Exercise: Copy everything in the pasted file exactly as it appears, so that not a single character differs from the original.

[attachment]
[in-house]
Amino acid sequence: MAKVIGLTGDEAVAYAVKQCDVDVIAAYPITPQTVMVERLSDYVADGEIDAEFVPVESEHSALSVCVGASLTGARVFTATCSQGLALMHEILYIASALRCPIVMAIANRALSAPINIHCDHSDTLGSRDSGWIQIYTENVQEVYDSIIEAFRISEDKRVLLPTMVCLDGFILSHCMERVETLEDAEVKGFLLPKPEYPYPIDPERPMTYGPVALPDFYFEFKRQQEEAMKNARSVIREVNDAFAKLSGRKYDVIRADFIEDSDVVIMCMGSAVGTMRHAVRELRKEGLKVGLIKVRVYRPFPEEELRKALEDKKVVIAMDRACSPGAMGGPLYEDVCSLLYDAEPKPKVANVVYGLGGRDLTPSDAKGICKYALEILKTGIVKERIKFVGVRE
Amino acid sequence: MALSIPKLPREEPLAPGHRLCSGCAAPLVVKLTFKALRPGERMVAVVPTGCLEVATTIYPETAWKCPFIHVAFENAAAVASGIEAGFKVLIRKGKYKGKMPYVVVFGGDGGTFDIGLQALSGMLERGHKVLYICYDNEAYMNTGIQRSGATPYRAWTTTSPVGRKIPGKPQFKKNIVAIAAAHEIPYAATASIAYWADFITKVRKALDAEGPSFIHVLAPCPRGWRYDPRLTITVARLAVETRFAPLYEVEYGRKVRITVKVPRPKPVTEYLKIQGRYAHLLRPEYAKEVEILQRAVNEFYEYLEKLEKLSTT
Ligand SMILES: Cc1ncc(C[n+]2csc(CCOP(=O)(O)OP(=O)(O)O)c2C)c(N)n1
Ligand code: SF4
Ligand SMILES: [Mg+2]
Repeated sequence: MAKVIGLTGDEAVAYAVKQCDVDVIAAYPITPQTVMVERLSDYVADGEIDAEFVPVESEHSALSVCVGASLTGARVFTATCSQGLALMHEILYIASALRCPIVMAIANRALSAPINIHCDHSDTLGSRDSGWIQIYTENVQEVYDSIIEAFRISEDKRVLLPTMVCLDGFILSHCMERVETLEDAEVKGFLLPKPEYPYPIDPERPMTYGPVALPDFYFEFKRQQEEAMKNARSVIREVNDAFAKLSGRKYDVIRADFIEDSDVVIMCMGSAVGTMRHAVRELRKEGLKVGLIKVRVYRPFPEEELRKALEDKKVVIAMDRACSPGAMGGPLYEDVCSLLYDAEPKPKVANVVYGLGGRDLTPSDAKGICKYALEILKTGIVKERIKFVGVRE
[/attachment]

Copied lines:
[in-house]
Amino acid sequence: MAKVIGLTGDEAVAYAVKQCDVDVIAAYPITPQTVMVERLSDYVADGEIDAEFVPVESEHSALSVCVGASLTGARVFTATCSQGLALMHEILYIASALRCPIVMAIANRALSAPINIHCDHSDTLGSRDSGWIQIYTENVQEVYDSIIEAFRISEDKRVLLPTMVCLDGFILSHCMERVETLEDAEVKGFLLPKPEYPYPIDPERPMTYGPVALPDFYFEFKRQQEEAMKNARSVIREVNDAFAKLSGRKYDVIRADFIEDSDVVIMCMGSAVGTMRHAVRELRKEGLKVGLIKVRVYRPFPEEELRKALEDKKVVIAMDRACSPGAMGGPLYEDVCSLLYDAEPKPKVANVVYGLGGRDLTPSDAKGICKYALEILKTGIVKERIKFVGVRE
Amino acid sequence: MALSIPKLPREEPLAPGHRLCSGCAAPLVVKLTFKALRPGERMVAVVPTGCLEVATTIYPETAWKCPFIHVAFENAAAVASGIEAGFKVLIRKGKYKGKMPYVVVFGGDGGTFDIGLQALSGMLERGHKVLYICYDNEAYMNTGIQRSGATPYRAWTTTSPVGRKIPGKPQFKKNIVAIAAAHEIPYAATASIAYWADFITKVRKALDAEGPSFIHVLAPCPRGWRYDPRLTITVARLAVETRFAPLYEVEYGRKVRITVKVPRPKPVTEYLKIQGRYAHLLRPEYAKEVEILQRAVNEFYEYLEKLEKLSTT
Ligand SMILES: Cc1ncc(C[n+]2csc(CCOP(=O)(O)OP(=O)(O)O)c2C)c(N)n1
Ligand code: SF4
Ligand SMILES: [Mg+2]
Repeated sequence: MAKVIGLTGDEAVAYAVKQCDVDVIAAYPITPQTVMVERLSDYVADGEIDAEFVPVESEHSALSVCVGASLTGARVFTATCSQGLALMHEILYIASALRCPIVMAIANRALSAPINIHCDHSDTLGSRDSGWIQIYTENVQEVYDSIIEAFRISEDKRVLLPTMVCLDGFILSHCMERVETLEDAEVKGFLLPKPEYPYPIDPERPMTYGPVALPDFYFEFKRQQEEAMKNARSVIREVNDAFAKLSGRKYDVIRADFIEDSDVVIMCMGSAVGTMRHAVRELRKEGLKVGLIKVRVYRPFPEEELRKALEDKKVVIAMDRACSPGAMGGPLYEDVCSLLYDAEPKPKVANVVYGLGGRDLTPSDAKGICKYALEILKTGIVKERIKFVGVRE